Livaneli's Veda and the Kemalist Dilemma

Wednesday, December 1, 2010 

Well, it's been a busy couple of weeks in the Bordlerands. The week before last, of course, MSU held its Turkey Extravaganza, hosting several days of talks, discussion, fun, food, and frolicry.

One of the highlights of Turkey Week was Stephen Kinzer's talk to open the festivities. Kinzer was challenged by a number of the Turkish students at MSU, which led to several interesting exchanges. The main critique of the Turkish students (who are here as part of joint-degree programs that MSU has with Istanbul Technical University and Selcuk University in Konya) was that Kinzer was too hard on Ataturk and too easy on Tayyip Erdogan and the AKP. I thought the critique was a fair one, but Kinzer did a good job of responding to this critique with more nuance than I think he was given credit for.

On Wednesday I gave a talk about contemporary Turkey, but unlike Kinzer I focused less on politics and more about society. Since MSU's Turkey Week came in the context of International Education Week and a desire to encourage--particularly among young people--a more general interest in the world beyond the United States, I also talked a fair bit about my personal history in the country and the many cultural blinders I continued to discover within myself even after spending years in the country.
The talk was pretty well received, and there was a good turnout from both the university and the community. It was especially nice to meet a class of 10th graders from Bozeman's Heritage Christian High School, whose teacher had brought them along.


On Wednesday evening, we watched a screening of Veda ("Farewell"), a recent movie about the life of Mustafa Kemal Ataturk. I'd looked a bit into this film, and therefore didn't have very high expectations. Indeed, the movie appears to be a response to Can Dundar's "Mustafa," a film that was criticized by a number of self-styled Kemalists for being unfair and/or critical of Kemal (here is my review of "Mustafa"). 

To be honest, I thought "Veda" was a wretched film--though certainly eye-opening with respect to the current state of the Kemalist mindset in Turkey. As far as I can tell, the film is exactly like virtually every other movie about Ataturk that was made in Turkey prior to "Mustafa"--hagiographical and completely uncritical. "Mustafa" isn't a perfect movie, but there was a genuine effort by Dundar to present Kemal as a human being, rather than as an icon. In response to this, all Veda's Zulfu Livaneli can do is repeat the same old anecdotes about the man.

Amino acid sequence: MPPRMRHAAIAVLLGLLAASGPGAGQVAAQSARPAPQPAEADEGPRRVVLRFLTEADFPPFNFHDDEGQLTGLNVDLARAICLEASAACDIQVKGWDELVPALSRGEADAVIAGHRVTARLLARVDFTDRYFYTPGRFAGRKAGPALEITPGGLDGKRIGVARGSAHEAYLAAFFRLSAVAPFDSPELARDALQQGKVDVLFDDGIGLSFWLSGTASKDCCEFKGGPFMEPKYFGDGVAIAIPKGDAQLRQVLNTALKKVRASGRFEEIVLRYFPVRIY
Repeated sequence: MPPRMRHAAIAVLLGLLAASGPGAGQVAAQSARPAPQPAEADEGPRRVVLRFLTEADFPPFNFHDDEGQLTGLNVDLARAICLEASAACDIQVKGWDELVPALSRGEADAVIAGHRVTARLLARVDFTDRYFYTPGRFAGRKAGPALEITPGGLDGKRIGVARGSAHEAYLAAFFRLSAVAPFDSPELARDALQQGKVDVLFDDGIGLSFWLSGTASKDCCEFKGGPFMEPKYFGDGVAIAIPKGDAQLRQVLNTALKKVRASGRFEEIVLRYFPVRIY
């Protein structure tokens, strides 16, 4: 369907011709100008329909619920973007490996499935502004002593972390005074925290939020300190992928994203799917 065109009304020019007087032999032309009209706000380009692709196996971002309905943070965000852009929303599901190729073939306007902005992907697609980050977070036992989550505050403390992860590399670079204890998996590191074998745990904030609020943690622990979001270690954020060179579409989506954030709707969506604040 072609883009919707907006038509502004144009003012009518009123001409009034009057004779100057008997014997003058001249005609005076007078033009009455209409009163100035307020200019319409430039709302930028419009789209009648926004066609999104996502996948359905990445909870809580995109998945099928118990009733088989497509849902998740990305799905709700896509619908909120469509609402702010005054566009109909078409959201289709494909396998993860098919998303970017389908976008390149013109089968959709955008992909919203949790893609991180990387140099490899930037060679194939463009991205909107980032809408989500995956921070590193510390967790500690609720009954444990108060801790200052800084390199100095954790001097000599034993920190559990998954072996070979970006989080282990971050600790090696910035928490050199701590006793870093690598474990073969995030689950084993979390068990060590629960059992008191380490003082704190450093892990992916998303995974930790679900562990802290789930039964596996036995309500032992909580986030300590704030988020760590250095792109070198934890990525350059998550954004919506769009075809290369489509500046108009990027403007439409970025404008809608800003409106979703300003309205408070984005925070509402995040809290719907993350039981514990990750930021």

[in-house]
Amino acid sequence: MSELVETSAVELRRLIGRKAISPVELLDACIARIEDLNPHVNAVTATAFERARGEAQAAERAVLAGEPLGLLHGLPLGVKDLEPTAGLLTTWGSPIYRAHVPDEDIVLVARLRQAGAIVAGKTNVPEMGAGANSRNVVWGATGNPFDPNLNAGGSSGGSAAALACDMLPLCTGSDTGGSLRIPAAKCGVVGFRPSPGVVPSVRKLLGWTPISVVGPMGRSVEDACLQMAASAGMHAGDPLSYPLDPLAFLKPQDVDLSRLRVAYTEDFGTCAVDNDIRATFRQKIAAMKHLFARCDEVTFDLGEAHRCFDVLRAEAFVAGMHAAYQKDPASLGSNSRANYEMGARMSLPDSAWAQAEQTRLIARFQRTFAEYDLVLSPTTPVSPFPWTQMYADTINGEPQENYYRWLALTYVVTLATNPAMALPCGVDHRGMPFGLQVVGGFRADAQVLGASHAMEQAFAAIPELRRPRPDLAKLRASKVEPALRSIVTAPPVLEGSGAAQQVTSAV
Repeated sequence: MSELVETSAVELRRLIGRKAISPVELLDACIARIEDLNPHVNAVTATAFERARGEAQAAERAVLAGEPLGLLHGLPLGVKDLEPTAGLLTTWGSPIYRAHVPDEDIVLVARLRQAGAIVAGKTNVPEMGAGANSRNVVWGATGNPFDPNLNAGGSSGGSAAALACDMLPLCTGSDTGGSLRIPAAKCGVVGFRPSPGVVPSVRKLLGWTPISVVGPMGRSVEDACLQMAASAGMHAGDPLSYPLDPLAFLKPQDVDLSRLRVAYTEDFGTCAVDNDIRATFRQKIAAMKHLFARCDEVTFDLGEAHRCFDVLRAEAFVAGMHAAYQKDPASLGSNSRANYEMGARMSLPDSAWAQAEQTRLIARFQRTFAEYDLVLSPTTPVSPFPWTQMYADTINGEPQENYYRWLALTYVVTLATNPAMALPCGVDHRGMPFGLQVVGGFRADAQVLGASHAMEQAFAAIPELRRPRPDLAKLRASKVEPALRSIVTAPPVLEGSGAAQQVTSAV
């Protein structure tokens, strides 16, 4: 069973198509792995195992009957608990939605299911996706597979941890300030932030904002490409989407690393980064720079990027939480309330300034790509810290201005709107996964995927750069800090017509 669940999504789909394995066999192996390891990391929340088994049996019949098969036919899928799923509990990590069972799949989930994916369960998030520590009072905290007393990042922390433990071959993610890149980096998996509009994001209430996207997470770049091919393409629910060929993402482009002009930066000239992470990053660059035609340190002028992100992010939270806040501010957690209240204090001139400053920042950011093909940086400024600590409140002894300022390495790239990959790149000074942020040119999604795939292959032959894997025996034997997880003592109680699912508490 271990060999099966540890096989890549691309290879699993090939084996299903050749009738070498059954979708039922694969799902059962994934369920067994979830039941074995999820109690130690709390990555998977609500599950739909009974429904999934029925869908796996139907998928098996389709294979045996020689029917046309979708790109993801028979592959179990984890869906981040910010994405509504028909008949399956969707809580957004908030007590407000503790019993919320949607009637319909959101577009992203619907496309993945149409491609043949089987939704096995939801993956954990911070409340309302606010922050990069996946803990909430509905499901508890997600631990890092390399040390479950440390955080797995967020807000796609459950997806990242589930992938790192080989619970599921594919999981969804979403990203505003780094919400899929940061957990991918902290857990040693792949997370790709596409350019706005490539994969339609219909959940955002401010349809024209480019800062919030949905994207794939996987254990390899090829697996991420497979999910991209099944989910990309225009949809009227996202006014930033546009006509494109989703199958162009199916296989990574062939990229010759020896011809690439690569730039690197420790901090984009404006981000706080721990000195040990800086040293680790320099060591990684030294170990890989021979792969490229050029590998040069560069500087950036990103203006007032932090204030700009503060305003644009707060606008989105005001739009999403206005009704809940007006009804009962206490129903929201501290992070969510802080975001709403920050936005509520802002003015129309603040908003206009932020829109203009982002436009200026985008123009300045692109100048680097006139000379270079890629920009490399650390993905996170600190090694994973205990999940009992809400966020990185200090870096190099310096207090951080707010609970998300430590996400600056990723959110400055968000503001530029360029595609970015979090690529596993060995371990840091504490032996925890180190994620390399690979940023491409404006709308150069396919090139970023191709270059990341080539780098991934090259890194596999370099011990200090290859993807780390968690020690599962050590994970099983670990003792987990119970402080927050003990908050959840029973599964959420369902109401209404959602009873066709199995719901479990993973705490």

Can Dundar had tried to do something different with "Mustafa," so Zulfu Livaneli responded by doubling down on the hagiography

In many ways I think "Veda" is an apt expression of the total sterility of the secularist argument in Turkey today. There are great arguments to be made for secularism, but the CHP doesn't know how to make them. Neither does Livaneli, who has been one of the faces of the CHP in recent years. 

Faced with political adversaries who seem determined to expand the place of religious piety in the public sphere but who couch their arguments in terms of freedom of religious expression, all the secularist opposition to the AKP can do is repeat the same old tired arguments they have always made, pretending that the last twenty-five years haven't taken place.

In a similar way, Livaneli pretends "Mustafa" was never made. His "answer" to Dundar's heresy is to just restate the same old stuff that secularists have been saying about Turkey for the past several decades. And that's the secularist strategy more generally: pretend that the AKP hasn't won three straight mandates, and keep insisting that Turkey hasn't changed. When in doubt, invoke authority in the form of Ataturk. End of argument.

Well guess what? Nobody's buying it outside of the echo-chamber of the CHP's die-hard supporters. Secularists are going to have to do more than just repeat themselves and invoke Ataturk's authority if they want to win a political argument with the AKP over the place of religious piety in Turkey's public sphere.

After the movie, I had a discussion with a group of American and Turkish students at MSU, who had a long rap session about the movie and Kinzer. It was fascinating watching American and Turkish MSU students talk about these things. All in all, I thought the event was really great, and I appreciated the chance to see "Veda" no matter what I thought of the film itself.
Indeed, seeing this film and talking about it afterward was my favorite part of Turkey week. I thought it was a great example of the sort of cross-cultural contact and discussion that International Education Week is presumably designed to encourage. 
More links, info and analysis can be found at the Borderlands Lounge.

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